A Dream Variation in the Style of Jørgen Leth

by Maren Loveland

Here is the perfect woman. Here is the perfect woman. Watch her. Watch her as she bites into the thick peel of an orange, pulling it off with her deftly moving fingers to reveal eight plump wedges whose color melts like marmalade in the sunlight. Her eyes gleam as each slice slips down her throat. Watch the vitreous juice drip down her palms, her wrists, her forearms, her thighs. How does she function? How does the perfect woman function? We will investigate that here, now, sometime.

This is what she looks like. Here is the cavernous curve of her ear. Here is her upper lip with two points, like the peaks of freshly whipped egg whites. And the other lip. A fledgling crescent moon, the color of rhododendron petals in summertime. Look at her eye. Look at the eye of the perfect woman. Notice the faint scar above her eye, the unintentionally self-inflicted scar. Watch the gold-flecked silken liquid fall from her eye. We do not know why the perfect woman cries this way.

The perfect woman is in a room. The room has no edges; it is limitless and eternal and made of glass. It is full of nothingness and everythingness, encompassing her presence, both corporeal and ontological. Watch her as she dances without any music. How does she move this way? Watch her touch the velvet ears of rabbits and medium-sized dogs. Four labradoodles limned in buttered light make their way across her path. She presses her ear against the ribcage of a greyhound named Emily, who is dead now. Why does she feel these things? Why is she moved by them? Even she does not know and does not wish to know.

Watch her fall. Watch her as she falls to the ground, entangled in her limbs, again and again. She falls into the ground, and the grass makes painterly stains on the knees of her jeans, eternal scars of viridity. The perfect woman is thinking about Uma Thurman in Kill Bill: Volume 2, her aquiline nose so brilliant, and her sinewy arms wielding that incredible sword that slices and stabs and kills. The perfect woman now sinks down into an old second-hand floral couch covered in stains, right next to her sister. Her sister inhales deeply from a poorly wrapped homemade joint and exhales the billowing smoke from her nostrils, filling the dimly lit garage of pink light with the vibrant scent of weed. It emanates into the sisters’ fingers and hoodies and brains. The sister wants to watch the film Primal Fear. The sisters fold their heads into each other, like two sleeping mourning doves at daybreak. How does the perfect woman feel? She feels fear, and peace.

THE PERFECT WOMAN

THE PERFECT WOMAN

THE PERFECT WOMAN

THE PERFECT WOMAN

THE PERFECT WOMAN

THE PERFECT WOMAN

THE PERFECT WOMAN

THE PERFECT WOMAN

THE PERFECT WOMAN

THE PERFECT WOMAN

What is this music that’s playing? It’s “I Know It’s Over” by The Smiths. Who is this voice that is speaking? It’s me, the writer.

The perfect woman says: “Today I experienced something which I hope to understand in a few days. I looked in the mirror and saw a nun who chastised me for calling my mother a bitch when I was a teenager. I looked in the same mirror and cried because I hated my face. I was surrounded by darkness. I don’t know what it is supposed to mean.”

What is the perfect woman thinking about? Love? Death? Soggy toast on the sidewalk? Cigarettes? Apple cake? Misogyny? Sex? Violence? Robin’s eggs? The nails at the hardware store? Racism? Anger? Spearmint? White peaches? Is she thinking about peace? Egg yolks? We do not know what she’s thinking about, but we can guess.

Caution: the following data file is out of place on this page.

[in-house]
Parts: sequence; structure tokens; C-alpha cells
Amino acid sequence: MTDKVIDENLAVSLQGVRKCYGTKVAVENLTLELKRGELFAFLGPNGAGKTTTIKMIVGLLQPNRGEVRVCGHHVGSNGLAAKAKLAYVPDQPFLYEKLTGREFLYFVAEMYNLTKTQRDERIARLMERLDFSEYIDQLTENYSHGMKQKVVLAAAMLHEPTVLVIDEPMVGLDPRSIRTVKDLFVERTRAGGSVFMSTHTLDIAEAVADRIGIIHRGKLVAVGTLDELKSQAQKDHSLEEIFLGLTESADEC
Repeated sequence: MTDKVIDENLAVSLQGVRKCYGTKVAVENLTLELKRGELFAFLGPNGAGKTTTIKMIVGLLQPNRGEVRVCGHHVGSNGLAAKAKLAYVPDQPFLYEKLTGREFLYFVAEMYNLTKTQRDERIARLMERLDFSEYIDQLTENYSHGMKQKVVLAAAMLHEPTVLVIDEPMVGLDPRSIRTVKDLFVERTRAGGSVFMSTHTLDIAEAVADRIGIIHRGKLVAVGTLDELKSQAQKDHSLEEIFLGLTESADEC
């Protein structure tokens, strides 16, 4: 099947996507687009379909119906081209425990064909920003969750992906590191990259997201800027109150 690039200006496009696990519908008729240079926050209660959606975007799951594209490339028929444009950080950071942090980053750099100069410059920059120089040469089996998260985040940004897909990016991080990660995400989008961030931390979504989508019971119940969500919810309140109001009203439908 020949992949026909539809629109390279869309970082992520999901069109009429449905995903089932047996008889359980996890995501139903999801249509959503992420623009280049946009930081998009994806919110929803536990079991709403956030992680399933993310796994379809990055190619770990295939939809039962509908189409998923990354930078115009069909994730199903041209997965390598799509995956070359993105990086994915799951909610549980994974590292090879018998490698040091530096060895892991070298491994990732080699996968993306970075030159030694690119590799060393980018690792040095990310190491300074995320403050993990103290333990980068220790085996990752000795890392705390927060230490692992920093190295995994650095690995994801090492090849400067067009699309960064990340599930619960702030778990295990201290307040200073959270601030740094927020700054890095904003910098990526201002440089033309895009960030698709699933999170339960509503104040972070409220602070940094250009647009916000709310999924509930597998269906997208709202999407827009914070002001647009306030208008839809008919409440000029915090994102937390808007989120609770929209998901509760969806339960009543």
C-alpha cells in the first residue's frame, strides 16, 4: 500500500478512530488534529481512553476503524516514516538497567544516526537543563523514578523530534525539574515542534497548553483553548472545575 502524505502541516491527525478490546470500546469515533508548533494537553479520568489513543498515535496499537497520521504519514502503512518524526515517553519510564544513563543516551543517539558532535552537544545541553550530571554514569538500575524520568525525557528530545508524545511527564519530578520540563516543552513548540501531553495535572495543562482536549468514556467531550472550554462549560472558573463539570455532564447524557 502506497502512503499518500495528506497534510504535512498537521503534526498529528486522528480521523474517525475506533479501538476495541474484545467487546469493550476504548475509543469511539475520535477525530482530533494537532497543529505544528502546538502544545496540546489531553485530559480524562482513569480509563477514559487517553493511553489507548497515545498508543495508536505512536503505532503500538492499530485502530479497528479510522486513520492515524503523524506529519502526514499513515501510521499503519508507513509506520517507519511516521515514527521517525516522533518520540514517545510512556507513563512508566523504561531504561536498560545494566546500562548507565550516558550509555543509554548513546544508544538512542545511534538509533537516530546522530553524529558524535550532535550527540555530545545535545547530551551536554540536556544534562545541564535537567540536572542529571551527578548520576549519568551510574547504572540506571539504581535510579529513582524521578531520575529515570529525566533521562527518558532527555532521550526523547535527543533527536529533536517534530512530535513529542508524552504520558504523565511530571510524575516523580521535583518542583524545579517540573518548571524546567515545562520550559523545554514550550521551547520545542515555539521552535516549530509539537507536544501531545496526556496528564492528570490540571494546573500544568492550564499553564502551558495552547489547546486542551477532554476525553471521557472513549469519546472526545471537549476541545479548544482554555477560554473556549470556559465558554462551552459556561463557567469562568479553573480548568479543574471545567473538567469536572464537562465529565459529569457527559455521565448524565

“What is a perfect woman? Is it that dark-haired Danish beauty, who sinks into her skinny shoulders and traces her fingertips along her knees? Whoever you are that’s talking, you’re wrong about me. It can’t be me because I wipe the residual toothpaste around my lips onto the bathroom towel instead of just washing it off in the sink, and my mom kicked down my bedroom door after I slammed it in her face, and I haven’t returned Stephen King’s Salem’s Lot to the library for three years. I wished for the death of the grandfather who groped the women of my family.” 

 The perfect woman lies on her belly while she slumbers. She dreams about rigatoni pasta and fires and golden retrievers. She rests on her stomach while watching the film Milk with her younger sister, clutching a pillow in her arms. The sisters don’t look at each other. They go to a dingy Waffle House and cannot make eye contact, but when the old server with the spider limbs grabs the sister’s shoulder, the perfect woman wants to bite through his wrinkled hand and crack the bones. The perfect woman says nothing, just watches, because she believes she is helpless. Now, look at her drive the car, the 2001 Honda Civic. Look at her while she mouths the words to a 10,000 Maniacs song and sinks into the purple midnight horizon electrocuted by neon signs and the blurred light of floating streetlamps, into the nothingness and everythingness.

“I can remember my mom coming out of the bathroom crying for no reason. I think it was because of miscarriages or cheating or something like that; I can never know for sure. These unspoken moments of pain drift in the wind of eternities and memories, never comprehended. They can’t be understood in a few days, or weeks, or years, or lifetimes. They have the consistency of Greek yogurt as I try to get those viscous pieces of reality out of my head and into the street where I can feel them in between my toes and under my heels as I try to walk away unscathed.”